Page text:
The aspect of weekly communion that has been the most significant for me is the constant reminder that inclusion in the community of Jesus comes with the reception of forgiveness. The community of Jesus is not formed by miracles or testimonies, but by Christ’s forgiveness of sinners. Rather than focusing on “walking the aisle,” weekly communion focuses on constant forgiveness from Christ himself. In communion, Christ is active, faith is receptive and I am passive.
In my Baptist upbringing, we were frequently told that weekly communion turned the supper into a meaningless, rote ritual. Roman Catholics and those in the “Disciples of Christ” churches were examples. Of course, this same standard didn’t seem to apply to preaching, the offering, choir specials, hymns and, of course, the offering. It is was always obvious to me that the kinds of demeaning language used in describing frequent communion was not rooted in the Bible, but is simple prejudice: we don’t want to be like the Catholics.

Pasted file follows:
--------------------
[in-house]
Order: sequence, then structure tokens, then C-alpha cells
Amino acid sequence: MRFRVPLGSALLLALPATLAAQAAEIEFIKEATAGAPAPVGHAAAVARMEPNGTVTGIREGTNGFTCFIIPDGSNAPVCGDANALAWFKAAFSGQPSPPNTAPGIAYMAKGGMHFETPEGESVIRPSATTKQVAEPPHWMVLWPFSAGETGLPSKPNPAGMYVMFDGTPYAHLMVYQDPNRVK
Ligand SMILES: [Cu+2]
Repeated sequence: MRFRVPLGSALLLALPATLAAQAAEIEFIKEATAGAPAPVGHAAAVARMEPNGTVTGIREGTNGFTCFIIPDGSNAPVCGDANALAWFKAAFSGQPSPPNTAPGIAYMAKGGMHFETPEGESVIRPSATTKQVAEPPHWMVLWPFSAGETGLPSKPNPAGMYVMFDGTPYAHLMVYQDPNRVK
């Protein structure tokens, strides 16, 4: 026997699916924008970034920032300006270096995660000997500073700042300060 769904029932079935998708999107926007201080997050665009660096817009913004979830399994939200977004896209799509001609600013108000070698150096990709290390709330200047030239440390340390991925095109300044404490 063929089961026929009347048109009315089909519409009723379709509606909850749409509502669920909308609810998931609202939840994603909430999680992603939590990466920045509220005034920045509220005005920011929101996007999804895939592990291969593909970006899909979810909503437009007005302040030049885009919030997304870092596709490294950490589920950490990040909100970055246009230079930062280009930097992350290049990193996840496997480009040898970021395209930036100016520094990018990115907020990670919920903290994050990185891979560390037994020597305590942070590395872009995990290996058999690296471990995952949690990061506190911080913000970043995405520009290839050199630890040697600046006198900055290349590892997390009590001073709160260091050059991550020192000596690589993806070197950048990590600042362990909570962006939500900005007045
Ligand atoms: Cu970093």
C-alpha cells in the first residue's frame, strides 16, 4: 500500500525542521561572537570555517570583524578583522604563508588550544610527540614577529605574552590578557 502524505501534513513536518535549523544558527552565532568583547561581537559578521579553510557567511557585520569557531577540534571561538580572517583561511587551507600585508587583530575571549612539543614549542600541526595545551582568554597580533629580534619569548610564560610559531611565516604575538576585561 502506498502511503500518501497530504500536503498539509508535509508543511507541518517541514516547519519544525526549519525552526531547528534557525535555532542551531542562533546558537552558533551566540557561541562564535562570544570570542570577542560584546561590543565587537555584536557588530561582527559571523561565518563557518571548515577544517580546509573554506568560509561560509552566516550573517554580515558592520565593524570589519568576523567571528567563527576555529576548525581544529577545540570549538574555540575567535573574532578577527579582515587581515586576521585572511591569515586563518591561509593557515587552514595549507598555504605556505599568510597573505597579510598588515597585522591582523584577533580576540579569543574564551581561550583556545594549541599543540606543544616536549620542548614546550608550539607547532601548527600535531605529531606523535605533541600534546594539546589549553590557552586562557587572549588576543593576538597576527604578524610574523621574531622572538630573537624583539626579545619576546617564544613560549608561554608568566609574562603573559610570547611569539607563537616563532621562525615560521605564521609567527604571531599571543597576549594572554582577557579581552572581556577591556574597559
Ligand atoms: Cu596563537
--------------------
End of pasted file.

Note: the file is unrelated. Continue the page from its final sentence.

The difference has become clear. When communion is properly elevated in worship, the meaning of communion is elevated. I am not particularly fond of the idea of dividing the service into “two” liturgies. I prefer to keep communion in the area where Baptists typically think about the invitation, but instead of walking the aisle, we are offered Christ in the Lord’s Supper.
This is interesting. I would like to invite regular reader and Anabaptist Dan Trabue to share his thoughts on the Eucharist in the comments, if he would be so kind.